Looking for a paper for the Nordic Literature and Culture session on any aspect of Nordic or Scandinavian literature, culture, or film. Please email (by 9/20 at the latest) your name, affiliation, email address of choice, proposed paper title, 50 word abstract, and 100-250 word proposal: email@example.com.
The Media Review section of Resilience: A Journal of Environmental Humanities seeks reviews of contemporary media at the intersection of Afrofuturism and environmental humanities. The discourse of Afrofuturism has been recognized as an influential postmodern aesthetic, but little work has been done to understand it as a species of environmental thought. Afrofuturism asserts an eschaton beyond white supremacy and colonization by rewriting narratives of space/time travel, the topoi of urban life, and the ethics of spectacular performance. How can these practices be understood in terms of ecological aesthetics, environmental justice, and ecotopia?
This is a call for proposals for chapters to comprise a potential new publication, which has had strong interest from Bloomsbury. Editors of this volume are Dr. Julia Petrov, Alberta College of Art and Design, Canada and Dr. Gudrun D. Whitehead, University of Iceland.
Wilson College Humanities Conference
DOOM: From the Personal to the Apocalyptic
Saturday, February 27, 2016
Held in the Brooks Complex of Wilson College
sponsored by Wilson's M.A. in Humanities Program
The theme of this year's Wilson College Orr Forum is concerned with the apocalypse, both in biblical representation and thought as well as more scientific and climactic concern. This Humanities Conference wishes to extend this theme beyond these global concerns to focus on doom. Always impending, doom encapsulates fears for both humanity and the individual. Doom can be personal and communal, practical and rhetorical, quite real or simply hyperbole.
In his recent Antinomies of Realism, Frederic Jameson identifies an unresolvable tension in the realist novel between two impulses. One is familiar enough: it goes under the banner of récit, the tale, or simply "narrative." It's characterized by a movement of progress and a temporality organized by past-present-future. The other impulse, which Jameson calls "affect," is everything that impedes this narrative movement, and in his analysis it is characterized by a dilatory, perpetual presentness.
CFP: Facebook Before Facebook
Seminar at American Comparative Literature Association
Harvard University in Cambridge, Massachusetts March 17-20, 2016.
Inspired by Sophie Bessis' La double impasse, this panel invites papers that explore the complex meaning and practice of modernity in the Maghreb, as represented and envisioned in contemporary literature written by women. Some questions to consider: what forms does modernity take and what role does it play in fictional and autobiographical narratives? Are traditions and modernity in some way compatible? Is there a good and a bad way to be modern? Are women able to escape or to embrace modernity? What are the obstacles and associations to it? What are its social and political implications? Who is benefiting from the lack or presence of modernity? Are women proposing new forms of modernity? Which ones?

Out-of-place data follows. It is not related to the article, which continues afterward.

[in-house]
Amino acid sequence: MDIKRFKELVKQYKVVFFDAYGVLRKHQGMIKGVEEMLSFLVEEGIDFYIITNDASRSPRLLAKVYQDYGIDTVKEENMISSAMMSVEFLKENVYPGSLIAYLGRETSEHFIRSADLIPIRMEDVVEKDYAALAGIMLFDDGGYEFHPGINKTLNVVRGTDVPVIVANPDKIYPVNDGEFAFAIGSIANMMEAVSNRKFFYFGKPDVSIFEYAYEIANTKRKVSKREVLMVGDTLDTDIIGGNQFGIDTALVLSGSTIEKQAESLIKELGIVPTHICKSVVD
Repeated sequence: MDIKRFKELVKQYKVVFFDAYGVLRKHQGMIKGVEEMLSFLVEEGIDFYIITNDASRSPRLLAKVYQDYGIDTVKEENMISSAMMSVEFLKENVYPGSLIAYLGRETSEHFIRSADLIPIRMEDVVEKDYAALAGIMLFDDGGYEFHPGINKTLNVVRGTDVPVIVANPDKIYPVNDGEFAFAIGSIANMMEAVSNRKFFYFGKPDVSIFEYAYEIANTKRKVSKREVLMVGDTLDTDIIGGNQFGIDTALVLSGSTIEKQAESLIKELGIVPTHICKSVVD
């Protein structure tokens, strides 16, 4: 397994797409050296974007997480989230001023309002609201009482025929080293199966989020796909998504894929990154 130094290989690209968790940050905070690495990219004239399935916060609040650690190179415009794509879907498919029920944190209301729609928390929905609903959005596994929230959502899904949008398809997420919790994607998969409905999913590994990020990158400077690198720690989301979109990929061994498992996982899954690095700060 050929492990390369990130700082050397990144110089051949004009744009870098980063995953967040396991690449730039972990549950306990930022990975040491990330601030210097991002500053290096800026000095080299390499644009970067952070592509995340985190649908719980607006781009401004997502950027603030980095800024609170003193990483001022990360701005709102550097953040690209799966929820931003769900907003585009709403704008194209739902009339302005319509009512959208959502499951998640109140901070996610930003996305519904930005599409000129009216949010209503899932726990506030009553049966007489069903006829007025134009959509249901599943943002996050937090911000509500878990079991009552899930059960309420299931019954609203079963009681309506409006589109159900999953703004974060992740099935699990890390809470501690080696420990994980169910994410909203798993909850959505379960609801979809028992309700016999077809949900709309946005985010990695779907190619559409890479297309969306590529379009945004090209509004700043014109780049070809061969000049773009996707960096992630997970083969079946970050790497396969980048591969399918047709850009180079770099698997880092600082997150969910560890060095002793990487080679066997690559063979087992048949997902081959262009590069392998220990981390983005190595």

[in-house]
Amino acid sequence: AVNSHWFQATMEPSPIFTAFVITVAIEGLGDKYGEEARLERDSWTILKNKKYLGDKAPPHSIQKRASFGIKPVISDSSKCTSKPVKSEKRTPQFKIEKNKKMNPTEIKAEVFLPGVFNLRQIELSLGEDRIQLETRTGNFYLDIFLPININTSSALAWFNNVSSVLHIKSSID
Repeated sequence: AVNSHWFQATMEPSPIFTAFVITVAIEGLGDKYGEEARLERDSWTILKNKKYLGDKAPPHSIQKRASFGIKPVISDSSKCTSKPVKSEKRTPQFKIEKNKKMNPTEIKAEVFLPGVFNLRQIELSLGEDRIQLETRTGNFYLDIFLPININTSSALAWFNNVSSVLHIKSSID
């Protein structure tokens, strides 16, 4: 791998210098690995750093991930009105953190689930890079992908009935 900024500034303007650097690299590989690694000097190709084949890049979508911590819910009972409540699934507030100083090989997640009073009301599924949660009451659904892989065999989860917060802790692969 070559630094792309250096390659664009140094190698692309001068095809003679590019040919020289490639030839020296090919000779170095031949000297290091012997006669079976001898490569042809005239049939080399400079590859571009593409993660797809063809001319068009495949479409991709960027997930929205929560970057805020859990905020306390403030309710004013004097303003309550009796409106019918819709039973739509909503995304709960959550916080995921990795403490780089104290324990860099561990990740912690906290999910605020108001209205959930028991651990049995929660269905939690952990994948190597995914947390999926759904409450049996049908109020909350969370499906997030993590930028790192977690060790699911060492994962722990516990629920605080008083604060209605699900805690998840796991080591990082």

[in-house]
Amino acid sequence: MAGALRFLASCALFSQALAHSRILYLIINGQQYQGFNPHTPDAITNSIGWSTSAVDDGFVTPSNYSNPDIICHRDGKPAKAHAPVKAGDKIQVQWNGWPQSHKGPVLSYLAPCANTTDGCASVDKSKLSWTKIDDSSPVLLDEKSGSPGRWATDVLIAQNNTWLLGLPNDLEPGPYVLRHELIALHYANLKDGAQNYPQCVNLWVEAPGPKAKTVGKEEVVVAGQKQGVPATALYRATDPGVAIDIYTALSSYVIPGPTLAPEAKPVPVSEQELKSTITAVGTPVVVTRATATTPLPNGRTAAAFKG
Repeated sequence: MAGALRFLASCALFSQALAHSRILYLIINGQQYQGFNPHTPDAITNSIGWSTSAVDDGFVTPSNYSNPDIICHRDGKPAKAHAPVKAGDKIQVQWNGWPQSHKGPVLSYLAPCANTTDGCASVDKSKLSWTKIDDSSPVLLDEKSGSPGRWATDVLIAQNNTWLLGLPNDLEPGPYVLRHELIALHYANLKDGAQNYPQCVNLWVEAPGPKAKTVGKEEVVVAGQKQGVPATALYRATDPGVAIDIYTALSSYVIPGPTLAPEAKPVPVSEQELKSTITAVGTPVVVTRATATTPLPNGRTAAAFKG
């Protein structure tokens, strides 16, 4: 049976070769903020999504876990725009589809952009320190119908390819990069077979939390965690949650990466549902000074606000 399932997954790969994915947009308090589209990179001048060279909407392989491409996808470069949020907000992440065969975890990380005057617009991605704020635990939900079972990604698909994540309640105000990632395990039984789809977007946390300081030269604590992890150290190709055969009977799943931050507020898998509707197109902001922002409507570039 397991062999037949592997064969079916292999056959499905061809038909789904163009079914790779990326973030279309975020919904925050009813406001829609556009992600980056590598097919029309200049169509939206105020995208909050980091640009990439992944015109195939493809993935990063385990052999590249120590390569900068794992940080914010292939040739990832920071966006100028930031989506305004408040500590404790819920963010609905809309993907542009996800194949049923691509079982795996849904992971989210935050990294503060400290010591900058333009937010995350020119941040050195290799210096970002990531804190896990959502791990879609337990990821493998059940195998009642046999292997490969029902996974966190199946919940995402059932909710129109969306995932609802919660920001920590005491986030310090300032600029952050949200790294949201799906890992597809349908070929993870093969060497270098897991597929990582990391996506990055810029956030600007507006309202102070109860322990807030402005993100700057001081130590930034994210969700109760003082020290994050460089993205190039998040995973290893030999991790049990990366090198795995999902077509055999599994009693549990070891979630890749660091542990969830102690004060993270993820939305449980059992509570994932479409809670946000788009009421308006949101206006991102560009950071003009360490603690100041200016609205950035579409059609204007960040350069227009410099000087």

Volume 2 of Jacques Derrida's The Beast and the Sovereign begins with "I am alone," which can be taken to mean "I am alone in my world, I end with my world, and my world ends with me." Beyond the ends and limits of my world, I remember, anticipate, and imagine other worlds and the worlds of the other; beyond the end and death of my world, I am remembered, anticipated, and imagined in the world of the other. But what of the distance between these worlds? What hospitality does one world show another? How will what was me and mine alone carry on in the care of the other?
This panel explores literary, artistic, and cinematic representations of Francophone African migrants' fictional or autobiographical homecoming narratives since the 1990s. Particular attention will be given to works that emphasize the representation of real or imagined returns. What are the factors, feelings, and challenges determining the actual or symbolic return process? Are returning migrants agents of change in traditional societies? What forms do take the self-reflection process implicit in the returning migrants' readjustments? All interdisciplinary approaches are welcome.
American Comparative Literature Association 2016 Conference
March 17-20, 2016
Deadline for abstracts: Sept 23, 2015
What does love make us do? How is love understood outside of hegemonic contexts?
SF Storyworlds is an interdisciplinary series devoted to the study of science fiction. We take as our starting-point that the genre boundaries surrounding sf have not only evaporated but that, in so doing, sf has also become entangled with the world as it is lived and experienced. Sf is not only good to think with, but it also shapes and informs many of the ways in which we think about the world.
Many Africas In/Of Imagination
In 2012, audiences at the Coachella Music and Art Festival were in for a shock as Snoop Lion (formerly "Snoop Dog") performed with the late Tupac Shakur. Shakur, who had died of gunshot wounds in 1996, was a hologram projection, recreated from a previously recorded concert. Until the end of the duet, in which the holographic Shakur turns into light and mist, the stage technology created a moment in which Snoop Lion was not performing with a specter of Shakur, but rather, Shakur himself. This is one example of how stage technology can offer us the magical: a beloved performing artist returns one last time to share the stage with an old friend.
A Dying and Death Research Project
Friday 11th March – Sunday 13th March 2016